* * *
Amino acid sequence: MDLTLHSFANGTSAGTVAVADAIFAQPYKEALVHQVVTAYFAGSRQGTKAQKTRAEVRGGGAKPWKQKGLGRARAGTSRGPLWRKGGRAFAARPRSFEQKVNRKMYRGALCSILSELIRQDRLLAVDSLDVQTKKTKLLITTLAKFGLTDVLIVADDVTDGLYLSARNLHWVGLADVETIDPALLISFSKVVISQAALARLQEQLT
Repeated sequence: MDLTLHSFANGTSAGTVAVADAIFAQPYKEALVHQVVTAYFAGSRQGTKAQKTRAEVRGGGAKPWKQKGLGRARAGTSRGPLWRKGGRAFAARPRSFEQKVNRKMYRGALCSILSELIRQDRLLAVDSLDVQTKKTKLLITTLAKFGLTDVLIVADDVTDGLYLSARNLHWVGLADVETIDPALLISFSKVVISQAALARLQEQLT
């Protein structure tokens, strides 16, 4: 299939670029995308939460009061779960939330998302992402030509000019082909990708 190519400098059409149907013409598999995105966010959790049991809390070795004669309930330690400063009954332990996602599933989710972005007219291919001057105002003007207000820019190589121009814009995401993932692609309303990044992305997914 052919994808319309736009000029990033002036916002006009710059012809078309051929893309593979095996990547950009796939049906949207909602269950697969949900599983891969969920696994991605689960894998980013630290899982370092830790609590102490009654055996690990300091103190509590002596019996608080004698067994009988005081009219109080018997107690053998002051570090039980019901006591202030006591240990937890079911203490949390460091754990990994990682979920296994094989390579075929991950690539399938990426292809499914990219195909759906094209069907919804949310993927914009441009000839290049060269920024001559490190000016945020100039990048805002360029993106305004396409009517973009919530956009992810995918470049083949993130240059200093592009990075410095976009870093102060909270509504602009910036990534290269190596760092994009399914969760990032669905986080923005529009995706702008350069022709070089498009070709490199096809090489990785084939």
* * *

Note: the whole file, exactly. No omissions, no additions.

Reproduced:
Amino acid sequence: MDLTLHSFANGTSAGTVAVADAIFAQPYKEALVHQVVTAYFAGSRQGTKAQKTRAEVRGGGAKPWKQKGLGRARAGTSRGPLWRKGGRAFAARPRSFEQKVNRKMYRGALCSILSELIRQDRLLAVDSLDVQTKKTKLLITTLAKFGLTDVLIVADDVTDGLYLSARNLHWVGLADVETIDPALLISFSKVVISQAALARLQEQLT
Repeated sequence: MDLTLHSFANGTSAGTVAVADAIFAQPYKEALVHQVVTAYFAGSRQGTKAQKTRAEVRGGGAKPWKQKGLGRARAGTSRGPLWRKGGRAFAARPRSFEQKVNRKMYRGALCSILSELIRQDRLLAVDSLDVQTKKTKLLITTLAKFGLTDVLIVADDVTDGLYLSARNLHWVGLADVETIDPALLISFSKVVISQAALARLQEQLT
């Protein structure tokens, strides 16, 4: 299939670029995308939460009061779960939330998302992402030509000019082909990708 190519400098059409149907013409598999995105966010959790049991809390070795004669309930330690400063009954332990996602599933989710972005007219291919001057105002003007207000820019190589121009814009995401993932692609309303990044992305997914 052919994808319309736009000029990033002036916002006009710059012809078309051929893309593979095996990547950009796939049906949207909602269950697969949900599983891969969920696994991605689960894998980013630290899982370092830790609590102490009654055996690990300091103190509590002596019996608080004698067994009988005081009219109080018997107690053998002051570090039980019901006591202030006591240990937890079911203490949390460091754990990994990682979920296994094989390579075929991950690539399938990426292809499914990219195909759906094209069907919804949310993927914009441009000839290049060269920024001559490190000016945020100039990048805002360029993106305004396409009517973009919530956009992810995918470049083949993130240059200093592009990075410095976009870093102060909270509504602009910036990534290269190596760092994009399914969760990032669905986080923005529009995706702008350069022709070089498009070709490199096809090489990785084939």